The worst for me was Hurricane Elvis. While it was technically a derecho, there was no warning of it like one gets with tornadoes and hurricanes. I was on my way to work when it hit. The wind and the rain were so powerful that everyone on the interstate just stopped and hoped for the best. By the time it passed and I was able to take the next exit, it took over 30 minutes to navigate through fallen trees and power lines…normally a 10 minute drive.

Hurricane Elvis was minor compared to many other acts of nature, but wow…it was incredulous to see what kind of damage can be caused by a powerful wind in only 10 minutes.

downtide's avatar

The closest I’ve been to awesome natural power wasn’t weather. I went to Niagara Falls and rode the “Maid of the Mist”, right up to the foot of the falls. It was a fantastic experience and I was utterly awestruck by it.

Dutchess_III's avatar

Storms can get hairy here!

Dutchess_III's avatar

@CWOTUS VERY interesting about the rabbits!

Neizvestnaya's avatar

I think it was 1970 or so in SoCal and we had a pretty big earthquake. At the time, my family lived up on a hill in Highland Park and it was an old Victorian on stilts. In the early morning I remember hitting the floor from my bed and having to crawl what felt like uphill to get to my parents’ room. As I looked out a window, the trees were sticking up the wrong way and I was completely freaked out, never having been in an earthquake before.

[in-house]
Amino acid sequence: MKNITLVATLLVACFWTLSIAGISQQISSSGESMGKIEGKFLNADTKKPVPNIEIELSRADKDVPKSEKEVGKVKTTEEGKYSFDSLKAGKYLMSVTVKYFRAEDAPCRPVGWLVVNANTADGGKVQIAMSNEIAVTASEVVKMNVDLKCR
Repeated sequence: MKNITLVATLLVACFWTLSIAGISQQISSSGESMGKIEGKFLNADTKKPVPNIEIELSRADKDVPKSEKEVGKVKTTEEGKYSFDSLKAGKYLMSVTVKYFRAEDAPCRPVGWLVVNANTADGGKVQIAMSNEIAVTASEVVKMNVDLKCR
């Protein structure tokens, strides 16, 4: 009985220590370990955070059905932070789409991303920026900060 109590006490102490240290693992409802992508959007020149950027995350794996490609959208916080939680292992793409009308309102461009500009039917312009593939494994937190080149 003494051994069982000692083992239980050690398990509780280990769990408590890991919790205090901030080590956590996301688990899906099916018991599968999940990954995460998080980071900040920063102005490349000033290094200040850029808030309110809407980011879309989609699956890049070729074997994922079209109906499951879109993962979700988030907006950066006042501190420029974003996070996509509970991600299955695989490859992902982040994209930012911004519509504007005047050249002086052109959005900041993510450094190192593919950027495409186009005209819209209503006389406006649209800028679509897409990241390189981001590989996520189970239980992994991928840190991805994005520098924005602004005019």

gailcalled's avatar

My brother and his wife (@Ben’s parents), were living in Olympia; the east coast family members watched the news non-stop and worrying about them.

We did have an odd but powerful tornado rip through a neighboring town; when we drove over, the swath of trees, houses and ground torn up was a shock.

I had someone very close to me killed in a sudden and freak avalanche.

Sunny2's avatar

Red hot lava flowing in Hawaii, the ground hot under our feet. Such uncontrollable power is awesome.

lillycoyote's avatar

Thanks so much for your answers everyone! Somehow, at some point, it seems that I completely lost track of this question and didn’t realize that you had all provided such wonderful comments and stories about your experiences with the power of nature.

Except for @ucme, who is, apparently, either a big baby, or lives somewhere where there are some mighty, mighty big birds and their crapping on a person’s head can be included in the category: “witnessing the awesome power of nature.” Or maybe he was referring to what his children witnessed. Perhaps @ucme was the “awesome power of nature” in that circumstance. He couldn’t have been all that happy about that.

Dutchess_III's avatar

@lillycoyote @ucme did say it happened when he was a kid.